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Mad cow scare a new beef for Japan stocks

By staff and wire reports

TOKYO, Japan -- The mad cow scare has startled Japan, and concern has spread abroad, with South Korea and Singapore slapping bans on beef imports.

It's yet another beef for Japan's struggling stocks, which are near 17-year lows and may soon see the Nikkei breach the 10,000 barrier.

Japanese authorities confirmed on Monday they had found the first case of mad-cow disease in Japan, a first for Asia.

A slaughtered cow from Shiroi in Chiba prefecture bordering Tokyo, tested positive for the disease, known as bovine spongiform encephalopathy (BSE).

Authorities said there was no danger to milk or meat supply. Still, restaurants and meat companies saw their stocks sell off in Tokyo trade.

Japan has said it has already taken immediate action to deal with the BSE case.

A human variant of the disease kills people by destroying their brain tissue, and has killed around 100 people in Britain since it broke out in the mid 1980s.

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The Health Ministry has banned sales of meat products from the farm where the cow was bred, and said the ban could be extended to other farms.

Although Japan is famous for its expensive cuts of beef, it exports very little -- only 358 tons of beef on the bone in 2000 -- and relies on imports for about two-thirds of its beef consumption.

McDonald's Japan stock dips

Shareholders are worrying the discovery might cause consumers to go off meat. McDonald's Co. Japan Ltd., Japan's largest hamburger chain operator, lost 2.51 percent to 3,490 yen.

McDonald's Japan became the first overseas operation of McDonald's to go public with an initial public offering earlier this year. It's the biggest IPO in Japan so far this year.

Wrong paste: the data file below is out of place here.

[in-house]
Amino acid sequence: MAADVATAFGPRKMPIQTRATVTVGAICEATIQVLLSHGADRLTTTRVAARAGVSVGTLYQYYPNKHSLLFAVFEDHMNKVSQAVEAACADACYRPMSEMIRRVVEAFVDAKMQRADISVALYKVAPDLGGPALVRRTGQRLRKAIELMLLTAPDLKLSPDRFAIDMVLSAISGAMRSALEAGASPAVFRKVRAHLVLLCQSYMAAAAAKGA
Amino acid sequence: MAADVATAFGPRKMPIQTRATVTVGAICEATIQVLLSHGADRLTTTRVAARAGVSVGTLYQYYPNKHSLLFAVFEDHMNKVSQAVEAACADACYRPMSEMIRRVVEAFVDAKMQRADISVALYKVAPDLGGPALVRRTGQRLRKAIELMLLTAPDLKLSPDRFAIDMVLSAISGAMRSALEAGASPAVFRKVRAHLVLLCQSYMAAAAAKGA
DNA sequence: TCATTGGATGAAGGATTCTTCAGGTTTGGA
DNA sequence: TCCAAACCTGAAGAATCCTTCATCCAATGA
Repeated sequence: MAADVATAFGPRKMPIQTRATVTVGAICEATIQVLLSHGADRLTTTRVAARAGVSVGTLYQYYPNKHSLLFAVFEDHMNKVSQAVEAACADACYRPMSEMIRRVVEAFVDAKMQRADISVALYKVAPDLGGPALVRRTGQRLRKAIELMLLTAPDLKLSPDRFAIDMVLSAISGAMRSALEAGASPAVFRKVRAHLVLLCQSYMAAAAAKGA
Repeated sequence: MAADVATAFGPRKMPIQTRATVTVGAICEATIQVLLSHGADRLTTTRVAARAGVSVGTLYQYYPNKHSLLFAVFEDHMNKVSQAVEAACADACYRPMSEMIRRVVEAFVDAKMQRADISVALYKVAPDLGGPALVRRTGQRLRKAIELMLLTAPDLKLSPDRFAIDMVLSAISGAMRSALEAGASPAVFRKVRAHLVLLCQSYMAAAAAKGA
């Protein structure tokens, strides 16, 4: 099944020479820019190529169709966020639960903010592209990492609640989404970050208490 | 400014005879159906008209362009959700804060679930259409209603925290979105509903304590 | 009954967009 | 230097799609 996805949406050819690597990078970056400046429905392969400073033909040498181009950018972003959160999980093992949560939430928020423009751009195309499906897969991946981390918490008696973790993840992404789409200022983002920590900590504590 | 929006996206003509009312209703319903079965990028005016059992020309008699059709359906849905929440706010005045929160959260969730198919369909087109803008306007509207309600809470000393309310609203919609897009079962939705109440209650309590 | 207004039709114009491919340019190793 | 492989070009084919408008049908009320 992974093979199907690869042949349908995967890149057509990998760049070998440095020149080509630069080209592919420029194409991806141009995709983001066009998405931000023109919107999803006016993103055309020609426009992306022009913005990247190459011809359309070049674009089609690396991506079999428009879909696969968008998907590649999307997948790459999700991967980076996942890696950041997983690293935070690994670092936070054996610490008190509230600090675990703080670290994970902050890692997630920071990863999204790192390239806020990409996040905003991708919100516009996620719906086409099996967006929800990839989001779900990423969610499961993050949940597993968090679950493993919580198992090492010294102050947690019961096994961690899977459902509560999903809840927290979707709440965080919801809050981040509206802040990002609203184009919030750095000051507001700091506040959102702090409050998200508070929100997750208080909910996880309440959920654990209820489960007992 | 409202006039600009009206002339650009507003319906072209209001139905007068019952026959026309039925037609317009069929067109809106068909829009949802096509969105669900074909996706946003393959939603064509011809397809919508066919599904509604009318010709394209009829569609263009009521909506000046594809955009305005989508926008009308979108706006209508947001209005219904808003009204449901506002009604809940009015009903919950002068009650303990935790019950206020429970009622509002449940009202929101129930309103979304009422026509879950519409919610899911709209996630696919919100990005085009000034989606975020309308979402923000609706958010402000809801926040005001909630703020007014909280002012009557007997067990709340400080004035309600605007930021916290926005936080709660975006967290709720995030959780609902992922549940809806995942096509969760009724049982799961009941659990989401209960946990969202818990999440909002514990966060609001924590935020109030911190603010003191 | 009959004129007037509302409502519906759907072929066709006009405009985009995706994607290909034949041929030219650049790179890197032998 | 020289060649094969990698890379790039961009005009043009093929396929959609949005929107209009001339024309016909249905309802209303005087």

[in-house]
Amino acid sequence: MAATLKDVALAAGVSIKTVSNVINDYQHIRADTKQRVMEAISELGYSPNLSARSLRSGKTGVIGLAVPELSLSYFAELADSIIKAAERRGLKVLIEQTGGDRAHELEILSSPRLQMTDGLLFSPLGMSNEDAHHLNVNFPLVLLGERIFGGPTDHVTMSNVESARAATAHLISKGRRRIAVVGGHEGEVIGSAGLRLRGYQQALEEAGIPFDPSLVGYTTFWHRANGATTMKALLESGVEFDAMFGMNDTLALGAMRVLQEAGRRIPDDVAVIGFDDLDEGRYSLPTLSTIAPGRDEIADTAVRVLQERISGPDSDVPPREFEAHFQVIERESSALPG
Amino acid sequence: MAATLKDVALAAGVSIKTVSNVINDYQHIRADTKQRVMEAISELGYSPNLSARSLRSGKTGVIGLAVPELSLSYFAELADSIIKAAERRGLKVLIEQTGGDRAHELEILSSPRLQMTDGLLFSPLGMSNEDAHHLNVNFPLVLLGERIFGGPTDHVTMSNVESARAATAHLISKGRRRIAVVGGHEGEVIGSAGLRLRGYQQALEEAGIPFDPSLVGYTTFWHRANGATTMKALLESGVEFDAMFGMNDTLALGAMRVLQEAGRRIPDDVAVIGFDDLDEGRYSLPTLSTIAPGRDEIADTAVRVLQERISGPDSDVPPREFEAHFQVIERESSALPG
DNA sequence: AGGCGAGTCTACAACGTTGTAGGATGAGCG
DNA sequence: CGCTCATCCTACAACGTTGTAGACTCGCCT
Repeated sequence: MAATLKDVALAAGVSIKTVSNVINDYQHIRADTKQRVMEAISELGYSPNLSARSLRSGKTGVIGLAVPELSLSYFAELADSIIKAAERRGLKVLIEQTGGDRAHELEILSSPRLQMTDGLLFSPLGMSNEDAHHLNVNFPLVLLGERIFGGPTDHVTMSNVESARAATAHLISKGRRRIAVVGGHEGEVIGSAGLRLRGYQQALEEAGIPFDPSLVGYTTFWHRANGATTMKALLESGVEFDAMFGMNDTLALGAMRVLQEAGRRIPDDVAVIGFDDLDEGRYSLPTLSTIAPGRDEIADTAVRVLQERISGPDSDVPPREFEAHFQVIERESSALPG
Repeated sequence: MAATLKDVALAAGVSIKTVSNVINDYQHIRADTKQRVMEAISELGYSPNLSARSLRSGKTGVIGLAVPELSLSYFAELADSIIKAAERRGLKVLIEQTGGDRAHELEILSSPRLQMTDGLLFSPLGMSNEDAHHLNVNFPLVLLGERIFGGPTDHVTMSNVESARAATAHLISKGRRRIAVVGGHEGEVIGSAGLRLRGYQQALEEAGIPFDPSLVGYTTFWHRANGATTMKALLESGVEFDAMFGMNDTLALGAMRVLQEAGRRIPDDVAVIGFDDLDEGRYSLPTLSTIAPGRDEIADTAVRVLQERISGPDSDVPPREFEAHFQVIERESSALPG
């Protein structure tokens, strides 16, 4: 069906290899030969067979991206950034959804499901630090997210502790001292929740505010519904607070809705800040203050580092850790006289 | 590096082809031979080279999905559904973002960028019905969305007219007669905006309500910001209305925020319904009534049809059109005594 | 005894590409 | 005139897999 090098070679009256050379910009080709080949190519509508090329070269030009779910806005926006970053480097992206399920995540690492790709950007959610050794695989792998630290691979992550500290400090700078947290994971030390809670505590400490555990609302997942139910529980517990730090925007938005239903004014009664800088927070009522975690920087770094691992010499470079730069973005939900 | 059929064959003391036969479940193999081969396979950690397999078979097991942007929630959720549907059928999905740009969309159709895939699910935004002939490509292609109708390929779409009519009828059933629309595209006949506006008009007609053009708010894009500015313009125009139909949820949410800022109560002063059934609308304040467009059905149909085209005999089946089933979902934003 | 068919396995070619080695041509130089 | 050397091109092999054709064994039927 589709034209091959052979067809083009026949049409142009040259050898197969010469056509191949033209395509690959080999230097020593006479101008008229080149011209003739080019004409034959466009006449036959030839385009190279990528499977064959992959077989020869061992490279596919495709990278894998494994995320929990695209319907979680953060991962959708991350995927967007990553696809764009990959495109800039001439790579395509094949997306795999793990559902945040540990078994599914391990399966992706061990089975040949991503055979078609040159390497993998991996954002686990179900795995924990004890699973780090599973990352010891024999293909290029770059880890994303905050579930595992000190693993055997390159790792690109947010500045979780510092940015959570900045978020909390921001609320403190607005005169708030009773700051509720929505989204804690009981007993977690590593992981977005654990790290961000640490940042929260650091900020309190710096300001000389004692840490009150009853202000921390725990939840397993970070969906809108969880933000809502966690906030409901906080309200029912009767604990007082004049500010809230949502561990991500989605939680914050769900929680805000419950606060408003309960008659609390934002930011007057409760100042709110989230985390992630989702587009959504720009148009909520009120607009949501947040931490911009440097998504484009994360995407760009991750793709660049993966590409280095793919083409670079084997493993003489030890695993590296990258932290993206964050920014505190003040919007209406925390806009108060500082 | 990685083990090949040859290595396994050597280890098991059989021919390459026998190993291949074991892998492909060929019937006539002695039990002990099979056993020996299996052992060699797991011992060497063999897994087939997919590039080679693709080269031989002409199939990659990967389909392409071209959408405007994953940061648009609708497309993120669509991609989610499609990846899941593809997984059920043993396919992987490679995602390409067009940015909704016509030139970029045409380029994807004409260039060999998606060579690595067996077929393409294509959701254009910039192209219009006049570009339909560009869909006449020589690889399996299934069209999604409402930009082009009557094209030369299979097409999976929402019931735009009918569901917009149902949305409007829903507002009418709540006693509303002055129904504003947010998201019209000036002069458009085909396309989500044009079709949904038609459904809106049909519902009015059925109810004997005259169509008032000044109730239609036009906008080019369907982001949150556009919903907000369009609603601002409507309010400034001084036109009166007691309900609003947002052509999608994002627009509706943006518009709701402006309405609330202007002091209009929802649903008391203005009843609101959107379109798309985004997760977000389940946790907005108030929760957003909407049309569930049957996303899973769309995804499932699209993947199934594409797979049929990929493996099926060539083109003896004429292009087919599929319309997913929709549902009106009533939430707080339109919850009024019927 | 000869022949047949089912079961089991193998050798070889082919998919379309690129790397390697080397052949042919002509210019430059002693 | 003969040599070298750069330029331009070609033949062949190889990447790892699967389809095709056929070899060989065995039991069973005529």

Rival restaurant chain Yoshinoya D&C Co. saw its stock fall 9.09 percent to 200,000 yen.

Yoshinoya has shaped up as a fierce competitor for McDonald's. It sells bowls of rice sprinkled with seasoned beef strips and onions, and other traditional fare like sushi.

McDonald's said it uses beef imported from Australia or New Zealand, while Yoshinoya said it gets beef from the United States and Australia.

Meat-packing stocks roasted

Japan's meat-industry stocks were even harder hit. Top meat processor Nippon Meat Packers Inc. tumbled 15.18 percent to 1,280 yen.

Japan's largest meat dealer, Starzen Co Ltd., lost 11.52 percent to 169 yen.

Japan was slapped with a cut in its rating outlook from agency Standard & Poor's on Tuesday. But some stock watchers said the mad-cow scare could have a bigger impact.

The broader market largely shook off the S&P downgrade, with the Nikkei rising 0.95 percent to 10,2929.95.

The market had built in the S&P downgrade, which the agency blamed on Japan's slow-moving reforms and which came after a similar move by rival Moody's.

Consumer spending has remained relatively strong in Japan, despite its long-lasting economic languor.

Investors worry that if the mad-cow scare broadens, it could hurt confidence and cause Japanese consumers to change the way they spend.

Japan at risk

Earlier this year the United Nations warned that Japan was at risk because it imported large quantities of meat- based animal feed from Western Europe.

Scientists believe the disease is initially transmitted through infected bone and meat meal fed to cattle.

Japan banned all cattle-related products from the European Union earlier this year, but it had previously imported animal feedstuffs, including meat-and-bone meal, from the region.

Japanese authorities have promised not to keep the public in the dark.

An official panel is to announce soon whether remains of the diseased cow would be sent to specialist facilities in either Britain or Switzerland for further tests.

Scientists believe milk is unlikely to spread the disease.

Reuters contributed to this report.

• Japan reports first case of mad cow
September 10, 2001
• Japan eats up McDonald's stock
July 26, 2001
• Mad cow fear hits bullfighting
January 22, 2001
• Mad Cow frenzy strikes Italy
January 17, 2001
• McDonald's Japan IPO much anticipated
March 1, 2001

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